Its not to say that Deader is a bad film. Its leaps heaps and bounds over Hellseeker and there are quite some wonderful horror moments that are of real high standard. There is a scene that must rank as one of the best of the entire franchise and I include the originals in that in which one of the gang of the Deaders have hanged themselves in a bathroom and Amy has to reach over the body to grab a parcel left by the deceased. Its a real strong set piece, that may riff off Se7en but oozes style and quality. The tension that it creates is a massive shocker and I would seriously recommend all fans to watch the film just for that moment. There is also another high point in which Amy is trying to find the hiding place of this gang and finds herself between a thin gap of two walls. She shuffles a long, hoping to find an end when all of a sudden we see a hooded figure next to her, holding a knife. The way this scene brings out a claustrophobic feeling of terror is a credit to Bota who actually shows so much promise in terms of style and technique in his direction.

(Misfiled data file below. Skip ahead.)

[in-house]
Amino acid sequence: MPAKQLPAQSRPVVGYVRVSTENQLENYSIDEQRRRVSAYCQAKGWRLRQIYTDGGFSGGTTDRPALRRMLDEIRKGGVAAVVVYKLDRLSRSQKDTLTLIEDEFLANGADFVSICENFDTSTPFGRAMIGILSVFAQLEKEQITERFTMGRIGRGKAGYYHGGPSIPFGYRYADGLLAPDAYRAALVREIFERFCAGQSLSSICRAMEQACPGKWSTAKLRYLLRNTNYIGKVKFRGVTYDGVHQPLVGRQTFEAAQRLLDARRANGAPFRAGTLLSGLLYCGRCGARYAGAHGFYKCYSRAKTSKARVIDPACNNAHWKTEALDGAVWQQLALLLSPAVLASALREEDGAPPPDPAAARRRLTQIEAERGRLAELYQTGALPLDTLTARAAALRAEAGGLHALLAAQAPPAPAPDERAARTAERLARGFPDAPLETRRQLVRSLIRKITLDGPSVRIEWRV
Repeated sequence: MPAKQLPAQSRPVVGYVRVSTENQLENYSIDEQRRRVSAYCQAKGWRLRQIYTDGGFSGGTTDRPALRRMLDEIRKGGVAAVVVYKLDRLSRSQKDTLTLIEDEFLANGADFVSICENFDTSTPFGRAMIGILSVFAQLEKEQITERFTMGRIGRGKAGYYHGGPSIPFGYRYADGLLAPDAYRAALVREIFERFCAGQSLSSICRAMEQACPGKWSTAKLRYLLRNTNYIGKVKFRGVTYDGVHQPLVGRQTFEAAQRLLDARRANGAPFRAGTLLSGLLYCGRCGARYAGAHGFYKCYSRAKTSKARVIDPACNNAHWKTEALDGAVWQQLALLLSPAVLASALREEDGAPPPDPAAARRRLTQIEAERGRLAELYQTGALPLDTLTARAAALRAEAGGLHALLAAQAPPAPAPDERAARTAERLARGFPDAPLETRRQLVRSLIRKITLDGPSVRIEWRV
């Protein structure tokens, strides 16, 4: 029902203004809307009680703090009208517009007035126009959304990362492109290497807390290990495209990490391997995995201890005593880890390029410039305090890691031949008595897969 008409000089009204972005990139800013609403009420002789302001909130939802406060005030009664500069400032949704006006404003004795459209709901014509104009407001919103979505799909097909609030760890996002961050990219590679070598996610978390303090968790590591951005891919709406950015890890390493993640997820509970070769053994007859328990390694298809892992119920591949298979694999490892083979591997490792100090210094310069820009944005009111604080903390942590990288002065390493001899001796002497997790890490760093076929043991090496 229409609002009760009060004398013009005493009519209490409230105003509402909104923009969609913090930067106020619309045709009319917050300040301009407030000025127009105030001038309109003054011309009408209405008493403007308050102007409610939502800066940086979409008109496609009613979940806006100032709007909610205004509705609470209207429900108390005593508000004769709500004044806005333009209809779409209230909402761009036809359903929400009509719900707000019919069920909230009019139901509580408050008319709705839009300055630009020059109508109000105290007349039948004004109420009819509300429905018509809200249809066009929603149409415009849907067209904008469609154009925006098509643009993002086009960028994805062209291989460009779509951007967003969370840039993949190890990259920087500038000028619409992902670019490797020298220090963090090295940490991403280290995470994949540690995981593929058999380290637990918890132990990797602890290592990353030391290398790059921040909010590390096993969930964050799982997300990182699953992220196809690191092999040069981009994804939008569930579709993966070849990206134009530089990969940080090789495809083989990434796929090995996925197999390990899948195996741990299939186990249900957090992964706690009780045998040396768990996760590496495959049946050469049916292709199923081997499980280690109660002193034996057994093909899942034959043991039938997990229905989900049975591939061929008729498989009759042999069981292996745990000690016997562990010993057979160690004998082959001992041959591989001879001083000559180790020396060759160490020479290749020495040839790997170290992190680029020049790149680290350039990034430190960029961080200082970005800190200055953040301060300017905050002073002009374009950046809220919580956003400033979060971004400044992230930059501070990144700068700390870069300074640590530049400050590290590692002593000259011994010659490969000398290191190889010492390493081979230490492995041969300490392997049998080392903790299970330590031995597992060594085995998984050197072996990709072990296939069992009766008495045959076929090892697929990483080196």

Its just a shame the other scenes seem too redundant and pointless. There is a badly misjudged train sequence that shows Amy meeting up with a different cult led by our very own Mark Warren, who has seemed to somehow have hijacked an underground train and just circle the stations where they just take drugs and have group sex, its logic that went way over my head, and the fact she visits them twice is an annoyance even through there is a nasty sting in the tail to why this train exists.